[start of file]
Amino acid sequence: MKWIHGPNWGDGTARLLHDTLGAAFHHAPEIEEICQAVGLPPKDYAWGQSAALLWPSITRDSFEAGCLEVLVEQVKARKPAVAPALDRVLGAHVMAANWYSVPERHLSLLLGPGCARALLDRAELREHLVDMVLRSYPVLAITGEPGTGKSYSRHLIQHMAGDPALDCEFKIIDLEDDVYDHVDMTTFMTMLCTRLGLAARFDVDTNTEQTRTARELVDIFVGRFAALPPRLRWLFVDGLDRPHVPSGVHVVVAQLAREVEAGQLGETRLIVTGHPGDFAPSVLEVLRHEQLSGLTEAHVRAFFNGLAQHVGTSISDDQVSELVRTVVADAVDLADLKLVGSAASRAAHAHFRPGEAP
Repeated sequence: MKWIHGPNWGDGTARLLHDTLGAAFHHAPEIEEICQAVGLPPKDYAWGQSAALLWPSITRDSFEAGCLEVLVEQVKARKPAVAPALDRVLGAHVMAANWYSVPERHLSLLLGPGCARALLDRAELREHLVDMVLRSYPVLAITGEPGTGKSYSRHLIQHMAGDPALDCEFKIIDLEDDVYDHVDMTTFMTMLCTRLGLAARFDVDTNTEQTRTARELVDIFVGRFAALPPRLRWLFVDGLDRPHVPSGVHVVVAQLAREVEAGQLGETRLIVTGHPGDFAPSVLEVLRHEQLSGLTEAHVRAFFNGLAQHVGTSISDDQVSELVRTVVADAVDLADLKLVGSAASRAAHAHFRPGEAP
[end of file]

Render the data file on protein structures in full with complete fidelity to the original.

Amino acid sequence: MKWIHGPNWGDGTARLLHDTLGAAFHHAPEIEEICQAVGLPPKDYAWGQSAALLWPSITRDSFEAGCLEVLVEQVKARKPAVAPALDRVLGAHVMAANWYSVPERHLSLLLGPGCARALLDRAELREHLVDMVLRSYPVLAITGEPGTGKSYSRHLIQHMAGDPALDCEFKIIDLEDDVYDHVDMTTFMTMLCTRLGLAARFDVDTNTEQTRTARELVDIFVGRFAALPPRLRWLFVDGLDRPHVPSGVHVVVAQLAREVEAGQLGETRLIVTGHPGDFAPSVLEVLRHEQLSGLTEAHVRAFFNGLAQHVGTSISDDQVSELVRTVVADAVDLADLKLVGSAASRAAHAHFRPGEAP
Repeated sequence: MKWIHGPNWGDGTARLLHDTLGAAFHHAPEIEEICQAVGLPPKDYAWGQSAALLWPSITRDSFEAGCLEVLVEQVKARKPAVAPALDRVLGAHVMAANWYSVPERHLSLLLGPGCARALLDRAELREHLVDMVLRSYPVLAITGEPGTGKSYSRHLIQHMAGDPALDCEFKIIDLEDDVYDHVDMTTFMTMLCTRLGLAARFDVDTNTEQTRTARELVDIFVGRFAALPPRLRWLFVDGLDRPHVPSGVHVVVAQLAREVEAGQLGETRLIVTGHPGDFAPSVLEVLRHEQLSGLTEAHVRAFFNGLAQHVGTSISDDQVSELVRTVVADAVDLADLKLVGSAASRAAHAHFRPGEAP